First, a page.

All a bit long-winded, but I guess what I mean to say is check out Céline’s website. It’s great 🙂
Post script: May 2010: In the end, my conscience couldn’t let me do it. Despite my breezy assertions of how different nakedtranslator was to Naked Translations (really, what was I thinking?) I gradually phased out the nakedtranslator handle, although it did rear it’s ugly head again in early 2009 (mainly in initial form) as I tried on the hat of interviewer extraordinaire. Thank you Céline, for being so patient in the face of my embarrassing shortcomings as I’ve stumbled my way through building a brand online over the years. And for anybody who ever wondered why I trade under my own name instead of a business one, it’s because I’m too darn unoriginal to come up with anything better 🙂
I’m really excited. I’ve recently had a couple of jobs in from the kind of client I’ve dreamed of having for a long time now – a direct client, an organisation I admire, interesting work, extremely pleasant to deal with so far. It’s early days yet and I won’t make my millions just yet, but it feels great. How did I find them? I got chatting to one of their directors at a networking event and I asked whether they had any use for someone with my skills 🙂 I’d done pro bono work for a similar organisation before and I think that’s what prompted this contact to offer to put me in touch with the right person.
I’ve been pretty busy with work these past few days (and battling a cold, boo hoo!), but have been giving quite a bit of thought to this blog.
It’s been a pretty big leap for me to start posting on a regular basis. Although I’d had this blog set up for a while, I felt crippled by what I didn’t want it to be. What if I messed it up, insulted key opinion leaders in the profession or irritated every buyer of translation in the world?? How would I ever leave the house again?!
From a technical point of view, I knew it would be pretty painless. As a typical twentysomething, I’m already connected in my personal life through my profiles on sites like Bebo, Flickr and del.icio.us. But I didn’t see how I could translate that to my professional life in a way I was comfortable with. After much thought, I eventually decided to suck it and see, to give it a bash, to just do it.
And it’s been great! I’m surprised at how much I’ve enjoyed being able to comment on a range of things relevant to my everyday working life. I’ve been pretty chuffed with the responses too, reflected in the emails, comments and ever-addictive Google stats I’ve received.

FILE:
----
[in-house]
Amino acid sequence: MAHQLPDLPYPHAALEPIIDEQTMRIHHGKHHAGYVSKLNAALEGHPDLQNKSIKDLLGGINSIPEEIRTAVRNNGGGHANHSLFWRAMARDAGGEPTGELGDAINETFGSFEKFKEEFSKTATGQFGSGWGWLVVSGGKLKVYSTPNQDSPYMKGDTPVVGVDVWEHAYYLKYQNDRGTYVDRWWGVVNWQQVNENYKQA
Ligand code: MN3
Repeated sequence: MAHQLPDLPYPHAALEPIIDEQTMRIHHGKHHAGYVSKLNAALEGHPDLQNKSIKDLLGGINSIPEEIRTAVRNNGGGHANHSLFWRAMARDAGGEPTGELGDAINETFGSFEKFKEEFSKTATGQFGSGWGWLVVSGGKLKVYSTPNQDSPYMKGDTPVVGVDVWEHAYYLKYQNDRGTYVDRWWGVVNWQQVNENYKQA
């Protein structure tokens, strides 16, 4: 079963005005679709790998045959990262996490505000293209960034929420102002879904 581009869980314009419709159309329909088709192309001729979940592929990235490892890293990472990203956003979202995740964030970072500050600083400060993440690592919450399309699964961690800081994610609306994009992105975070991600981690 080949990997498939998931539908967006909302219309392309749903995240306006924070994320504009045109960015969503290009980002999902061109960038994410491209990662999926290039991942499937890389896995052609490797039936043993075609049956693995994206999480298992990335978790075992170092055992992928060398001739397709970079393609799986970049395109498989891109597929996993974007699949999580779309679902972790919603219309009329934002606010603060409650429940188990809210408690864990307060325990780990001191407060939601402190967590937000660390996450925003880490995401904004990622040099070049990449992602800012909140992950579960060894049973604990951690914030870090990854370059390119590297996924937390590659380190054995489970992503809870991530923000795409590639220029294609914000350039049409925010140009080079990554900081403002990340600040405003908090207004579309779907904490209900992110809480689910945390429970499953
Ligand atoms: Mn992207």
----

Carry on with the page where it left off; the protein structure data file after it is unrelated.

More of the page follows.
So it’s still not perfect, and I’m still not sure I’ve truly found my “professional voice”. But I’m armed with bags of enthusiasm and a couple of ideas to help steer things in the right direction. Which is to produce something I feel proud enough to put my name to.
This guy has taken every blogger’s greatest fear and made it into a really amusing (and curiously rivoting!) site!
I expect virtual conversations to be carried out with the same amount of respect and courtesy as any face to face conversation with a client, colleague or friend. I’m also keen for this blog to offer an interesting and hopefully useful set of perspectives for those who take the time to read it. So with this in mind, here is my policy on comments:
- Please do join the discussion! I love to hear what people think and am happy to offer advice to would-be translators. You are free to comment or send me an email at any time.
- Feel free to include a link to your site or blog where relevant. If it’s not especially relevant but you think it might be in the future, email me the details and I’ll happily include a hat tip should I ever broach the topic in the future.
- I will delete comments containing personal attacks, hate speech, excessive profanity, or other behaviour that would be inappropriate in a civil conversation.
- And of course, all spam will be deleted.
If you are new to commenting or would like an extremely worthwhile refresher, take a look at Lifehacker’s Guide to Blog Comments for an inspiring read.
Looking forward to some dialogue 🙂